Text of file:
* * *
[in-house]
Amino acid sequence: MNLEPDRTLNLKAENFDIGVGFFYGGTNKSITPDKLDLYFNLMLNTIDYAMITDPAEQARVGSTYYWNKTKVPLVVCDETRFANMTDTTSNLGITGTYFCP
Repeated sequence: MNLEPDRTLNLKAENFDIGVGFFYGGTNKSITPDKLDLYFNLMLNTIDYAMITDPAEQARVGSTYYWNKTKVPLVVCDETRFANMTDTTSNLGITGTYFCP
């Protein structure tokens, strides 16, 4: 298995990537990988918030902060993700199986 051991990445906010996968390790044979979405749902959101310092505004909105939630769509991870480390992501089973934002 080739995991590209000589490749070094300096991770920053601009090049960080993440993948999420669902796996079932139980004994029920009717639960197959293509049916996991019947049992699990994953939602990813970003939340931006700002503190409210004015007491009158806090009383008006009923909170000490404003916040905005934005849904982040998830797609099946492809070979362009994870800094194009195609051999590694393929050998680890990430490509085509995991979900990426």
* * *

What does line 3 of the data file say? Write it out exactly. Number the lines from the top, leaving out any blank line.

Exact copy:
Repeated sequence: MNLEPDRTLNLKAENFDIGVGFFYGGTNKSITPDKLDLYFNLMLNTIDYAMITDPAEQARVGSTYYWNKTKVPLVVCDETRFANMTDTTSNLGITGTYFCP